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Friday, September 24, 2004

A LITTLE SHOOTING GOES A LONG WAY: NIGERIA'S REBELS RATTLE THE MARKET

Royal Dutch/Shell, Nigeria's largest oil producer, has evacuated all non-essential personnel from two of its production sites as skirmishes between the government and rebel gangs intensified. Yesterday the leader of the rebel Niger Delta People's Volunteer Force, Moujahid Dokubo-Asari, said that oil facilities would be the focus of attacks if the government did not stand down in its two week old operation to flush out the rebel forces from their hideouts in the rivers and marshlands nearby. Dokubo-Asari claims to be fighting for self-determination for an estimated 8 million ethnic Ijaws, the largest tribe in the impoverished Niger delta oil region.

The Ijaws and other tribes have long accused the government and oil companies of cheating them out of wealth produced from their land. However, the most recent crackdown on the Ijaws was precipitated by escalating violence between Ijaw and Itsekiri oil bandits, who have long battled over the oil they pilfer from the regions river transports and pipelines. The oil thefts, called "bunkering", are run by large networks of organized gangs, loosely tied through complicity and corruption to state and local governments.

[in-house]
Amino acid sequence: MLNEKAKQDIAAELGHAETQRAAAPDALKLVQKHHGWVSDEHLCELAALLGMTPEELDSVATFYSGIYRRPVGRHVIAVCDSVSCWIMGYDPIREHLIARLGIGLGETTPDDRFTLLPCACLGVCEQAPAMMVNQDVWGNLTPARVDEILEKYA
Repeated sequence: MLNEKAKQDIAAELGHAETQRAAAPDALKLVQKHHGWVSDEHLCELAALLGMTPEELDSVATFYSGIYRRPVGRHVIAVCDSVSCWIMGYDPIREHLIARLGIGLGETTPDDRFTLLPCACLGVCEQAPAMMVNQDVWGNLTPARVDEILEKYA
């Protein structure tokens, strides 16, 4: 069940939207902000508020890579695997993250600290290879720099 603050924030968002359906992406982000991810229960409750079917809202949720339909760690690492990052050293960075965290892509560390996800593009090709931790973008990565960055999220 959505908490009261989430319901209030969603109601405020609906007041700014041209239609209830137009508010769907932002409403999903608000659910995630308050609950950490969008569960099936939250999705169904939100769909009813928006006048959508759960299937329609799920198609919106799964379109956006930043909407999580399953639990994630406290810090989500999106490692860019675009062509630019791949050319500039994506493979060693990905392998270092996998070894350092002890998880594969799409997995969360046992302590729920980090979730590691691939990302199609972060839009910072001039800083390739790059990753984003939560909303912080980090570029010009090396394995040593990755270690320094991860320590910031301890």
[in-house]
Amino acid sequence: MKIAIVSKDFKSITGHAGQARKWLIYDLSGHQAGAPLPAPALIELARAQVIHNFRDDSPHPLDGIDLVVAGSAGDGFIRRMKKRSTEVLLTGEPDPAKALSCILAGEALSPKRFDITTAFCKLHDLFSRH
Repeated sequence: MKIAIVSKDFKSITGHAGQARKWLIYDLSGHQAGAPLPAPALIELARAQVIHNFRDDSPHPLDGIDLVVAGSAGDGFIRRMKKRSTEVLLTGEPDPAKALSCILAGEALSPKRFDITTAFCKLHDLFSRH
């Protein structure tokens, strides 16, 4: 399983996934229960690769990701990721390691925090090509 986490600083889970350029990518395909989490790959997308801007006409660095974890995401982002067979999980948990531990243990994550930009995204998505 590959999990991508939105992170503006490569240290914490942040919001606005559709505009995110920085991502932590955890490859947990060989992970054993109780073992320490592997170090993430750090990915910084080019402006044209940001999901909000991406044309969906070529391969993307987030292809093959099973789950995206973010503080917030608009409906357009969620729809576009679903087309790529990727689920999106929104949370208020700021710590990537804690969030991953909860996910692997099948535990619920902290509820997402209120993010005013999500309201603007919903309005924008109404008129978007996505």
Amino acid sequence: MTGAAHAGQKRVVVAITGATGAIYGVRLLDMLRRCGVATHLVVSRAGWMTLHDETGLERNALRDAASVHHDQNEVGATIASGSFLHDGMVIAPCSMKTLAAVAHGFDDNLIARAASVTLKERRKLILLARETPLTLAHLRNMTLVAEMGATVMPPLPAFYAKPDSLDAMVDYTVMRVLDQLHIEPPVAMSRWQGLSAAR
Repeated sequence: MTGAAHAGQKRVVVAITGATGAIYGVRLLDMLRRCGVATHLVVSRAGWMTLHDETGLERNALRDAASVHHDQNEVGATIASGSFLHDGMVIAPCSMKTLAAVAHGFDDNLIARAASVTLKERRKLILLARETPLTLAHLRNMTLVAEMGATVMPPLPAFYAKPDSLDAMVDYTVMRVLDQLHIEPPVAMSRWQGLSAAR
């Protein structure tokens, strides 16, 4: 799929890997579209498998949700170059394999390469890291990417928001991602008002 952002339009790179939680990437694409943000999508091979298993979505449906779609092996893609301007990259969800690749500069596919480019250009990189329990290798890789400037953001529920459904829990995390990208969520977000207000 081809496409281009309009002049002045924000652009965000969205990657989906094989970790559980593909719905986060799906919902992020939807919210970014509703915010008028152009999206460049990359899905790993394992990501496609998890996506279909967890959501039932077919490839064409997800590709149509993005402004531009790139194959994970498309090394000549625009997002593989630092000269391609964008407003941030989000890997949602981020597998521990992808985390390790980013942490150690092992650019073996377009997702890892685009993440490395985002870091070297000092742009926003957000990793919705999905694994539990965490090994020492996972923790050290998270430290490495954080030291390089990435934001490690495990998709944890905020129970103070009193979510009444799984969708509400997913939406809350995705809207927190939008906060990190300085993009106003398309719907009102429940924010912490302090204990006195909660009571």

Shell evacuated the Soku gas platform and the Ekulama oil pumping station as a precaution because of violence nearby, although it said there had been no attacks on the facilities themselves. The company accounts for about half of Nigeria's daily exports of 2.5 million barrels. Although Shell says the evacuations will not affect its production -Shell accounts for half of Nigeria’s 2.5 million bbl/d in crude exports- the news helped push the price of oil over $48 per barrel for only the second time ever. Analysts estimate that Nigerian oil production is already down 5% this year because of gang related violence. Similar violence caused a 40% shutdown of Nigerian oil production in 2003.

The violence of the past several weeks has been in the state of Rivers, near the oil city of Port Harcourt. However, it is not likely that the violence this time will overflow and further affect crude exports. The army announced earlier this month that it was taking over security in Rivers state from the police in order to bring the situation under control. Hundreds of extra troops have been moved to places that have seen regular violence. In addition, Nigerian troops have been undertaking joint training exercises with U.S. Special Forces units in order to help the Nigerians better protect oil infrastructure and shipments.

So why the upward affect today on world oil prices? Simple. Any threat during these tight times to oil exports -be they real, small, or imagined- will increase the upward pressure on prices.

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